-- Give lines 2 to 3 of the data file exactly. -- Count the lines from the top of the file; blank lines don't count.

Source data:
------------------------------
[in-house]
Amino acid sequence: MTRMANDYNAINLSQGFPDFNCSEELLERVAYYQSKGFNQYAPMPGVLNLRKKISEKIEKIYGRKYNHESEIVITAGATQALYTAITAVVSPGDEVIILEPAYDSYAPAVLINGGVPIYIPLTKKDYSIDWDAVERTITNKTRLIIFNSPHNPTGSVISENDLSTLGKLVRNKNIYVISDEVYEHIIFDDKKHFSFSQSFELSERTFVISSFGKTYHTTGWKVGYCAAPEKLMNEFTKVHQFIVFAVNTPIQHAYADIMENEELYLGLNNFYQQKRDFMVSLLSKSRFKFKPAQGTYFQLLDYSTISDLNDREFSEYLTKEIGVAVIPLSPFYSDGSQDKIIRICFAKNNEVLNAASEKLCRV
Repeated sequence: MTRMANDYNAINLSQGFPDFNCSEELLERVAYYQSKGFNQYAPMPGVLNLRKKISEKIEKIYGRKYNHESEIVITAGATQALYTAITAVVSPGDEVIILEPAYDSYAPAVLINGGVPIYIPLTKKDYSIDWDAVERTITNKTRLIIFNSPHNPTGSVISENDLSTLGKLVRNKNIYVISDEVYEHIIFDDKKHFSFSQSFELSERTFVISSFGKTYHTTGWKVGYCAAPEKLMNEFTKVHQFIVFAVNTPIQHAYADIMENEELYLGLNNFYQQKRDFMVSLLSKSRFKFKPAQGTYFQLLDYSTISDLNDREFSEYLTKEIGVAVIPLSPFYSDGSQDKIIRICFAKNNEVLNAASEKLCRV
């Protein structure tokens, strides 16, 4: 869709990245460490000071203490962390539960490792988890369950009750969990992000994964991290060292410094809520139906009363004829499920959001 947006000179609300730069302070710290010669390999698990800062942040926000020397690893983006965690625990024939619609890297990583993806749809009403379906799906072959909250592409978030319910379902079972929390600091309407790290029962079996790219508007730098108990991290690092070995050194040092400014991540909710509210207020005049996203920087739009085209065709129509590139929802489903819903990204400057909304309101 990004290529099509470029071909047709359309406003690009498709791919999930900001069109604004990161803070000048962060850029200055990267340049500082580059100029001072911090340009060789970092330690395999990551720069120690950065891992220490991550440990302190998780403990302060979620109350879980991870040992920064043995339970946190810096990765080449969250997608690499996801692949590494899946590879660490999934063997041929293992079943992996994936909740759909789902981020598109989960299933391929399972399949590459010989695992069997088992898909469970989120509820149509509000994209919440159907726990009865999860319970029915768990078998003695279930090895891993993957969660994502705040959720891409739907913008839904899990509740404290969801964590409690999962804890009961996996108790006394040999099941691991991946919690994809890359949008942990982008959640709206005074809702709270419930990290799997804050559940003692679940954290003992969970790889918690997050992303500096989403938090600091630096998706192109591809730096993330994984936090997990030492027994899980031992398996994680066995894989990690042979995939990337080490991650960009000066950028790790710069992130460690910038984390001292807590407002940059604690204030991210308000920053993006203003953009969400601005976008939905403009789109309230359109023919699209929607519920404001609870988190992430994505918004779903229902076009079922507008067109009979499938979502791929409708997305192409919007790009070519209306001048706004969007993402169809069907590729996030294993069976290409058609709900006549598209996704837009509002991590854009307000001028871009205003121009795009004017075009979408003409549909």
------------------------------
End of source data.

Amino acid sequence: MTRMANDYNAINLSQGFPDFNCSEELLERVAYYQSKGFNQYAPMPGVLNLRKKISEKIEKIYGRKYNHESEIVITAGATQALYTAITAVVSPGDEVIILEPAYDSYAPAVLINGGVPIYIPLTKKDYSIDWDAVERTITNKTRLIIFNSPHNPTGSVISENDLSTLGKLVRNKNIYVISDEVYEHIIFDDKKHFSFSQSFELSERTFVISSFGKTYHTTGWKVGYCAAPEKLMNEFTKVHQFIVFAVNTPIQHAYADIMENEELYLGLNNFYQQKRDFMVSLLSKSRFKFKPAQGTYFQLLDYSTISDLNDREFSEYLTKEIGVAVIPLSPFYSDGSQDKIIRICFAKNNEVLNAASEKLCRV
Repeated sequence: MTRMANDYNAINLSQGFPDFNCSEELLERVAYYQSKGFNQYAPMPGVLNLRKKISEKIEKIYGRKYNHESEIVITAGATQALYTAITAVVSPGDEVIILEPAYDSYAPAVLINGGVPIYIPLTKKDYSIDWDAVERTITNKTRLIIFNSPHNPTGSVISENDLSTLGKLVRNKNIYVISDEVYEHIIFDDKKHFSFSQSFELSERTFVISSFGKTYHTTGWKVGYCAAPEKLMNEFTKVHQFIVFAVNTPIQHAYADIMENEELYLGLNNFYQQKRDFMVSLLSKSRFKFKPAQGTYFQLLDYSTISDLNDREFSEYLTKEIGVAVIPLSPFYSDGSQDKIIRICFAKNNEVLNAASEKLCRV